- Security concerns around the adoption of native CaaS
Container Isolation, with deep run-time visibility and easy-to-use-and-apply controls for enforcing corporate data privacy policies are what the companies (especially those companies in the regulated industries) are looking for.
- Limitations and challenges of using containers within virtual machines
A couple of issues consistently popped up during our conversations: a) having to manage both the VM-based IaaS layer and the CaaS layer on top while paying for both of them, and still not being able to exploit the full compute power of the underlying hardware (interestingly enough, the realization of this issue came up as we started getting into the details of what it means to run containers in VMs. Microsoft’s containers running in Hyper-V and Intel’s hardware assisted Clear Containers are interesting digressions on this topic, but that’s a topic for another blog); b) their current visibility and monitoring solutions are VM-based, which is why they are forced to continue using the VM-based IaaS layer.
- Container isolation: what are security experts looking for?
Deep visibility and enforcement that’s baked in the containers, with no dependencies on the underlying stack. The baked-in security enables the developers to pick the application stack of their choice, the devops to choose their immutable infrastructure stack, and the secops to apply their visibility and security control policies without interfering with the other two groups.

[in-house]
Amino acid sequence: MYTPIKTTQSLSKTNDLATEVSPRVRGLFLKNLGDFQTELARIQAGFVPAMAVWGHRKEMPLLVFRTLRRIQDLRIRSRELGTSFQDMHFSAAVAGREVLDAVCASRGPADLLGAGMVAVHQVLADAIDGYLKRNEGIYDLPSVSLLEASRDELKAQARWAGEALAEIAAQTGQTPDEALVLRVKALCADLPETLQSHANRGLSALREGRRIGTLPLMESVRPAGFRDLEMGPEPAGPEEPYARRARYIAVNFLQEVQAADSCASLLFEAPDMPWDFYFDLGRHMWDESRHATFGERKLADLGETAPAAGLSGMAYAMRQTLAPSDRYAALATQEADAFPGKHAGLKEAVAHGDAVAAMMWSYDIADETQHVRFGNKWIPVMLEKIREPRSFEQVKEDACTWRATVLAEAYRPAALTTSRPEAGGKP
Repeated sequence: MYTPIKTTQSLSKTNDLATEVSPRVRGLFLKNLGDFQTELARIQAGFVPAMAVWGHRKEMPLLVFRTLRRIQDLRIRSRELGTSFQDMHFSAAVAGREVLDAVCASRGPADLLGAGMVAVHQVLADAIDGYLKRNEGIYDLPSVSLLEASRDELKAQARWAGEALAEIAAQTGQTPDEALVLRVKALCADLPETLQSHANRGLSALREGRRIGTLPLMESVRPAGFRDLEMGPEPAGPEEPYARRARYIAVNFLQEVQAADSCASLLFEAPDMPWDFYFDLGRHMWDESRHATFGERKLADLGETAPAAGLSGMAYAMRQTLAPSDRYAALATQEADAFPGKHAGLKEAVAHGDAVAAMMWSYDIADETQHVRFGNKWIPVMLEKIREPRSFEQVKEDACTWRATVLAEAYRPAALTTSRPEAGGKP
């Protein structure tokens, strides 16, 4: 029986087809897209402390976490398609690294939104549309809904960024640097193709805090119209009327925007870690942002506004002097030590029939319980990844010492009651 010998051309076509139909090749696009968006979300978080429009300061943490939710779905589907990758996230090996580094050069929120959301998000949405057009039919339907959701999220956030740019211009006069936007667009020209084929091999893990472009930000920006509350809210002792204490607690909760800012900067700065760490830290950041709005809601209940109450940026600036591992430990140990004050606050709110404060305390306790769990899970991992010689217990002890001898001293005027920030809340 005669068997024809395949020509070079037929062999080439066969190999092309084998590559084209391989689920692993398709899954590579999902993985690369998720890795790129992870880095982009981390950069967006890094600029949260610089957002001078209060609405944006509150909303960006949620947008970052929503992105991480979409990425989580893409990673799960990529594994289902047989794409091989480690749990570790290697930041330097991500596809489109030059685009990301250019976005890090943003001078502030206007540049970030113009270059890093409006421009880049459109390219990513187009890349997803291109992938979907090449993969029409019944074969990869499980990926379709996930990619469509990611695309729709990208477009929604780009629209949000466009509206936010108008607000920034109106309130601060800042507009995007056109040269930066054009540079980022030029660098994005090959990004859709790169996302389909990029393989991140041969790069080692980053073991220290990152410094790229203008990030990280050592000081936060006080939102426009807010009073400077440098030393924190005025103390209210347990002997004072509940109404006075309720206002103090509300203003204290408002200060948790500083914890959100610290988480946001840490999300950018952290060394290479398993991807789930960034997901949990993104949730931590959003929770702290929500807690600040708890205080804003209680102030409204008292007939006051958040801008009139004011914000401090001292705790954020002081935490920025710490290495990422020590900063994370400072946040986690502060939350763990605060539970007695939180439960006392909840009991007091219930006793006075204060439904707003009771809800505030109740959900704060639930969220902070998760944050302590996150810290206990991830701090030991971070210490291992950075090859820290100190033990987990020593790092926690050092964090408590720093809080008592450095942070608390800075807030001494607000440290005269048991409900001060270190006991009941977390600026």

This is in line with the key attribute that enterprises like about containers: workload portability.
So while the container community and the industry figures out what the immutable infrastructure stack should look like (the open source community seems to be gathering around the LDK stack – Linux/Docker/Kubernetes), enterprises can adopt the isolation solution without worrying about any future migration overhead.
- Monitoring and analytics of container behavior
Everyone seems to like it and want it, but SysDig was the only company with a monitoring solution for containers. Interestingly enough, NewRelic had a booth, but they were demoing just their application performance monitoring solution.
- How existing VM-based security solutions are being applied to containers?
Didn’t find any of the traditional VM-based security vendors on the Expo floor.
- Run-time container integrity protection
Again, no offerings from anyone in this area – at least no names came up in any of the conversations or we found any such vendors on the expo floor.
So, a lot of good pointers from attending the conference that we, at Layered Insight, can use to focus our business on. It was also good to get further validation on the approach we are using for addressing the container isolation and security concerns, by baking the security in containers.